The new law prohibits a factory from imposing on a dealer a standard for sales or service performance which:
- is unfair, unreasonable, arbitrary or inequitable
- fails to consider relevant local and regional data and facts such as dealerships of comparable size in comparable markets
- if based on a survey fails to rely on statistically significant and valid random samples
Dealers subjected to a performance standard may request in writing how the standard was designed, calculated, established and uniformly applied.
Congratulations to David Liebowitz, General Counsel, Braman Automotive.
FADA/AutoNation sponsored legislation on Auto Recalls on Used Vehicles (Effective 7/1/2017)
- HB 775/SB 466 – Relating to Motor Vehicle Warranty Repairs and Recall Repairs
- Sponsored by: Representative Manny Diaz (R- Hialeah Gardens) & Senator Travis Hutson (R-Palm Coast)
The Bill creates two new provisions of law (click here to see bill language):
Reimbursement for Used Vehicles Subject to Open Recalls:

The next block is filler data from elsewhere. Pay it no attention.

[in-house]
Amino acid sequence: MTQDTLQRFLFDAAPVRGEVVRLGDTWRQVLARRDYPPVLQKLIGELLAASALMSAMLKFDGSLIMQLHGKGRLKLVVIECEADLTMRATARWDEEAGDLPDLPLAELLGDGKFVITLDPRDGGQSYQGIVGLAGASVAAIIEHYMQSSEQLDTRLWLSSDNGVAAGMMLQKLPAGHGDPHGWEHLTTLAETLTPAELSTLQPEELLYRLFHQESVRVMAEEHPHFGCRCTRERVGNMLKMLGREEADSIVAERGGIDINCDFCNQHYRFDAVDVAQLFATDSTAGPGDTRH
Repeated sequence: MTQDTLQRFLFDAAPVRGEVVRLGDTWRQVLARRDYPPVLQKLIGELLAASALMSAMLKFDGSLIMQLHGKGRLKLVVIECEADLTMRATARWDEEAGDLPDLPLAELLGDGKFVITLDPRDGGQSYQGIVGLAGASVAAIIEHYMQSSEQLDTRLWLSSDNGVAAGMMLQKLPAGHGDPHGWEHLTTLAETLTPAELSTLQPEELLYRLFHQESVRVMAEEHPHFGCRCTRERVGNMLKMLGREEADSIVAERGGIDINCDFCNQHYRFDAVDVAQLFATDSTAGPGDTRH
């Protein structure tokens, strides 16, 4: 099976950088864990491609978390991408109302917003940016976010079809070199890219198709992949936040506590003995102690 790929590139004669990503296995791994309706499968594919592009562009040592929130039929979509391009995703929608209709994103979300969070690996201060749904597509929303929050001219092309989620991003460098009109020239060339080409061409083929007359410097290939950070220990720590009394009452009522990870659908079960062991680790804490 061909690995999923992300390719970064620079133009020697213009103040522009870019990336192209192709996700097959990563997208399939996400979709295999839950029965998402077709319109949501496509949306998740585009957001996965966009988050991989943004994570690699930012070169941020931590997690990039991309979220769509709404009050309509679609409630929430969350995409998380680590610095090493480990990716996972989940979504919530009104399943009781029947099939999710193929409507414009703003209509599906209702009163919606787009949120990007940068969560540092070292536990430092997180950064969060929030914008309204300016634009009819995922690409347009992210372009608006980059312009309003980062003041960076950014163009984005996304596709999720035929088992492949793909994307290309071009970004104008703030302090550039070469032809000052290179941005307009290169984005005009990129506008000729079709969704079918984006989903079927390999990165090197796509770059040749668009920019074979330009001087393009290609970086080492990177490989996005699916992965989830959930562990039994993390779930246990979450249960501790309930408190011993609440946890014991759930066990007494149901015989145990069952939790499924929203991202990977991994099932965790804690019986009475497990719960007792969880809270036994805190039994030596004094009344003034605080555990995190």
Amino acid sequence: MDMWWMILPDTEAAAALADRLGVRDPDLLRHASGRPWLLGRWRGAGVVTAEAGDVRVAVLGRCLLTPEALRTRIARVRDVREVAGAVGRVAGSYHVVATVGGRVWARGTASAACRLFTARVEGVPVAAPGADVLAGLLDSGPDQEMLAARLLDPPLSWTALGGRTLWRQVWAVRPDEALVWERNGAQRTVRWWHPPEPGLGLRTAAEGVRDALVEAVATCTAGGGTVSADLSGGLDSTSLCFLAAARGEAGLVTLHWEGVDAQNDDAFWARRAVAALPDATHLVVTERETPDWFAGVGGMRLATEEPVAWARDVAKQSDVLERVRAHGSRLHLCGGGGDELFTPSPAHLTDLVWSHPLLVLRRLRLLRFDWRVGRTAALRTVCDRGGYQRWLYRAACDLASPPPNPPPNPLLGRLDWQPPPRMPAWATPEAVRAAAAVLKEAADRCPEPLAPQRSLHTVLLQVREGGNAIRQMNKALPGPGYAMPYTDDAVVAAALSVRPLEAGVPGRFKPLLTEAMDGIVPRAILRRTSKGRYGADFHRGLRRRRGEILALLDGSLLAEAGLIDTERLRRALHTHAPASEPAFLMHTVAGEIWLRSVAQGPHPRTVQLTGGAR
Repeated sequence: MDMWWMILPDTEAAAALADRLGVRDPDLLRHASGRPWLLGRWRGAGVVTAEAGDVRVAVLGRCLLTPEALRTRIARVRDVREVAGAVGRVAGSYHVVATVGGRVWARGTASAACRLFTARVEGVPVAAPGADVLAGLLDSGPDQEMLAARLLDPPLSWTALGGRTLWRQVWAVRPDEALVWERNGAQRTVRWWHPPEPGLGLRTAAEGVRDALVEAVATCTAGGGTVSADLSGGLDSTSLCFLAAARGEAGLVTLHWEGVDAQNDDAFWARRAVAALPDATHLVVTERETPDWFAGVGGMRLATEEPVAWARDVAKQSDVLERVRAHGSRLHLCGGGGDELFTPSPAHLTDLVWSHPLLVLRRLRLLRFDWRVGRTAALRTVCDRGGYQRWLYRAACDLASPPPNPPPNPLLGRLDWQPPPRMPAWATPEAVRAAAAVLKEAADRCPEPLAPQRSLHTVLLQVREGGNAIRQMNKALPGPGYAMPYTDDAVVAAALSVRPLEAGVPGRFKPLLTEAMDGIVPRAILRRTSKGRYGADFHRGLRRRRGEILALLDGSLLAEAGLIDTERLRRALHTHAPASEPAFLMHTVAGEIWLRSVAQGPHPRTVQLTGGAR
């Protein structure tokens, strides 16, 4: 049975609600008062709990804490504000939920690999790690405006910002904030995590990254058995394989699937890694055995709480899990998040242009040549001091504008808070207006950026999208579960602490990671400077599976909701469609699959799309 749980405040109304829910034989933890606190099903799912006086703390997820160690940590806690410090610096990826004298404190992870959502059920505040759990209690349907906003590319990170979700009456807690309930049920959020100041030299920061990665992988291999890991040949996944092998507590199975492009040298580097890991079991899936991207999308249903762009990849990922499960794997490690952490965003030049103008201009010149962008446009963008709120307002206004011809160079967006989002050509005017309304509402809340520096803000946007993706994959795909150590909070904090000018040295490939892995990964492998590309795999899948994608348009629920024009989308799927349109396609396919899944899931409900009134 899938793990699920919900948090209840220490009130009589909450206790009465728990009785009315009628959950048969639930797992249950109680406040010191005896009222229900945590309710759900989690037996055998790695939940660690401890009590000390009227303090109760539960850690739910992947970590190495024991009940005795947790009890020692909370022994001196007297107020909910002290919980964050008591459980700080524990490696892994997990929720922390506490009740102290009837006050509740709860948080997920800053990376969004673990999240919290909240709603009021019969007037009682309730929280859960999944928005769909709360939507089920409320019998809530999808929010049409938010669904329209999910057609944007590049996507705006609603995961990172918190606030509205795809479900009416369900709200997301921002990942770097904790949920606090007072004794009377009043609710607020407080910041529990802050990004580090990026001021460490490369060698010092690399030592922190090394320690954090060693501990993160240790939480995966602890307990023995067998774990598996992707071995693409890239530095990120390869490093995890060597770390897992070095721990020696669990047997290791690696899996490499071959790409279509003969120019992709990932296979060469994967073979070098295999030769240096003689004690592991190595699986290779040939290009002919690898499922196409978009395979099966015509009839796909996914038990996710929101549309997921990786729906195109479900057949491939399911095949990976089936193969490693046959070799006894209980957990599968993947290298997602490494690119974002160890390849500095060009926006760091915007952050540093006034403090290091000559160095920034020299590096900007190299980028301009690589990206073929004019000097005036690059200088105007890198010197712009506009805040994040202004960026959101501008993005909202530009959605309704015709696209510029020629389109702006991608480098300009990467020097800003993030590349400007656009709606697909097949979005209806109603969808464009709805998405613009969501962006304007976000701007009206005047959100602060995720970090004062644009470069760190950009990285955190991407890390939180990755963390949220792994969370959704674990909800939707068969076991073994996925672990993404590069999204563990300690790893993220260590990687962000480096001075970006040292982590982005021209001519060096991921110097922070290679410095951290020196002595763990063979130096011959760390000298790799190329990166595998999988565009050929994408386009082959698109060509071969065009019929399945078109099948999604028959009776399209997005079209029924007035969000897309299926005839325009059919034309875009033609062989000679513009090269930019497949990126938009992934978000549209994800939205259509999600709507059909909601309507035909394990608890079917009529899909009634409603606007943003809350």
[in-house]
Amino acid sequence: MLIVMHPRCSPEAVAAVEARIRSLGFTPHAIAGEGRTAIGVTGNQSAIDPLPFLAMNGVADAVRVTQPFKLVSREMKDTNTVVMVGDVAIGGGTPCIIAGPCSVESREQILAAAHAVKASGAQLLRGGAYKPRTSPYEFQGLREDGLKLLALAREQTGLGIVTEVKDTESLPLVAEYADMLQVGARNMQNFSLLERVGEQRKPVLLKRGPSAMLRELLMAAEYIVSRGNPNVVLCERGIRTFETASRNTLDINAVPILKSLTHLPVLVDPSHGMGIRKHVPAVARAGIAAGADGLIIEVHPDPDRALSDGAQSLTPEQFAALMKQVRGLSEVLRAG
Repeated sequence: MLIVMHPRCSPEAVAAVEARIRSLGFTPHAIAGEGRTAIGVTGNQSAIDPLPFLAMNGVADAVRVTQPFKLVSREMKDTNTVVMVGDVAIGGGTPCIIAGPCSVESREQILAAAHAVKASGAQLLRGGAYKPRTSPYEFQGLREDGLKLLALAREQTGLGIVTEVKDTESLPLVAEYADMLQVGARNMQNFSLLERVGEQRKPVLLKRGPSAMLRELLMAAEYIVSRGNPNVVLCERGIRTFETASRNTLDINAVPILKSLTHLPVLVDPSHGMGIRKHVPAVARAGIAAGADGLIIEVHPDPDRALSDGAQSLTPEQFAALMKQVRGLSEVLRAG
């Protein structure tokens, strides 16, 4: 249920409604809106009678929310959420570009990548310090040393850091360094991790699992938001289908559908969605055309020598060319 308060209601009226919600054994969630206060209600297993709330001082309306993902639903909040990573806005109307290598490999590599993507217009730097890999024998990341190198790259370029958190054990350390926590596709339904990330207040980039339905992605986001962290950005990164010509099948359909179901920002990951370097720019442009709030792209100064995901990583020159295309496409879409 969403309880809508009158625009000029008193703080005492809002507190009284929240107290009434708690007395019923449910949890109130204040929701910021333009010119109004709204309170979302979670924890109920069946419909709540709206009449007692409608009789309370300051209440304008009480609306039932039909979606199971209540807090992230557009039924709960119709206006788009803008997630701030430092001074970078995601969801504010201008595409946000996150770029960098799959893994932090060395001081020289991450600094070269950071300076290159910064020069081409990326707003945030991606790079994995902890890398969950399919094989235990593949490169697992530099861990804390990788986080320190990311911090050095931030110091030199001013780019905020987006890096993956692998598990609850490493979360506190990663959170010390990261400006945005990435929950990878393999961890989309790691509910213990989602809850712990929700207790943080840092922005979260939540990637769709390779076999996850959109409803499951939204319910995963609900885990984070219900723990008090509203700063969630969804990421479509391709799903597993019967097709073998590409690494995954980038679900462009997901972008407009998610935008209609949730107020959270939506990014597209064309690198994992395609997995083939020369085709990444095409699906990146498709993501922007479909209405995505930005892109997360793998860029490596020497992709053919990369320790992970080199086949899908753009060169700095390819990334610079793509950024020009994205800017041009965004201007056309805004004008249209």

Federal law provides that a manufacturer must reimburse dealers for new vehicles that have open recalls that cannot be repaired.
Federal law prohibits the sale of a new vehicle with an open safety recall. Once you receive a new vehicle and a stop sale is issued by your manufacturer, the factory either has to repurchase the vehicle or reimburse you for the time you held back the vehicle from sale.
Your factory must reimburse you for labor and parts under our Florida warranty reimbursement law for installing the replacement part.
Your factory must also reimburse you at 1% per month of the manufacturer’s selling price (NADA says this means invoice price), for the time you held the vehicle from the date of the recall notice until they either repurchase the vehicle or you receive and install the new parts.